To be sure, Youngkin seemed like and empty suit [or fleece vest] up until McAuliffe’s education gaffe. He never really took a strong position, that I saw, on 2nd Amendment Rights……..even in a year where SCOTUS started hearing oral arguments [today I believe] in a landmark NY case.

So, Trump…..or overt lack of ties to Trump aside…we’ll see how a Youngkin Administration pans out for civil liberties. I have an open mind, but I’m not exactly brimming over with confidence in any Republican.

The (Still) Unconstitutionality of the Texas Abortion Law

The Firearms Policy Coalition filed an Amicus brief supporting the Plaintiffs in the current lawsuit against Texas S.B. 8 set to go before SCOTUS. The entire brief is worth the read, if you’re a gun rights policy nerd like me…….but the conclusion is below:

This case is important not because of its specific subject matter of abortion, but instead for Texas’s cavalier and contemptuous mechanism for shielding from review potential violations of constitutional rights as determined by this Court’s precedents. It is one thing to disagree with precedents and seek their revision or reversal through judicial, congressional, or constitutional avenues; it is another simply to circumvent judicial review by delegating state action to the citizenry at large and then claiming, with a wink and a nod, that no state actors are involved.

From Amicus’s perspective, if pre-enforcement review can be evaded in the context of abortion it can and will be evaded in the context of the right to keep and bear arms. While the political valences of those issues seem to be opposites, the structural circumstances are too similar to ignore. As with Roe and Casey, many States view Heller as wrongly decided. Those States, with the help of many circuit courts, have showed an ongoing refusal to accept the holding in Heller and a continuing creativity in seeking to circumvent any protections for, and to chill the exercise of, Second Amendment rights. It is hardly speculation to suggest that if Texas succeeds in its gambit here, New York, California, New Jersey, and others will not be far behind in adopting equally aggressive gambits to not merely chill but to freeze the right to keep and bear arms.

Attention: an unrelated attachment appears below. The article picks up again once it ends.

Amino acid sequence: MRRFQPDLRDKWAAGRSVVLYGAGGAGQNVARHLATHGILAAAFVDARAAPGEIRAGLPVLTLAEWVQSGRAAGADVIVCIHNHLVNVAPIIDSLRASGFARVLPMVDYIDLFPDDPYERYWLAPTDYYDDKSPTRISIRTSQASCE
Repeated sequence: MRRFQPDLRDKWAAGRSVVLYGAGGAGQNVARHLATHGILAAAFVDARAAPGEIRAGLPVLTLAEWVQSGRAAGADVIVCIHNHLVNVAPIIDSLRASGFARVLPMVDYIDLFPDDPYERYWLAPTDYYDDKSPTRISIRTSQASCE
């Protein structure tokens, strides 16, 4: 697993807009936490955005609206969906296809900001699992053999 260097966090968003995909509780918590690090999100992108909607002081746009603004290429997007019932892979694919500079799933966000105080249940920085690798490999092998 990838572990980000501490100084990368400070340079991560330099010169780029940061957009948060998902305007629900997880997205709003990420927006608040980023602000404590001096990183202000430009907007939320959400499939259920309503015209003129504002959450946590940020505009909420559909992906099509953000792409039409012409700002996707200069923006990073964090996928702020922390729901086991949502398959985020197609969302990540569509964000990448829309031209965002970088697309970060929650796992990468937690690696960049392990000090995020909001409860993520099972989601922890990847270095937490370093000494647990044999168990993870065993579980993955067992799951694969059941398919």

“Partisan Free Passes”

An excellent observation by “D” at Liberty’sQuill, posted almost in it’s entirety. I recommend many of D’s other pieces as well.

Today political emotion is almost a virtue, and self-awareness is in short supply. A substantial majority of Americans regularly excuse or defend worrisome views, troubling behaviors, and double standards – but only when their political compatriots are in the wrong. For example, politicians often appear to exchange scripts when power shifts in Congress. Borrowing and spending was a capital idea last year, but now it is irresponsible; a disturbing exercise of federal authority is dangerous today, but last year a similar action represented a common-sense solution to an intractable problem.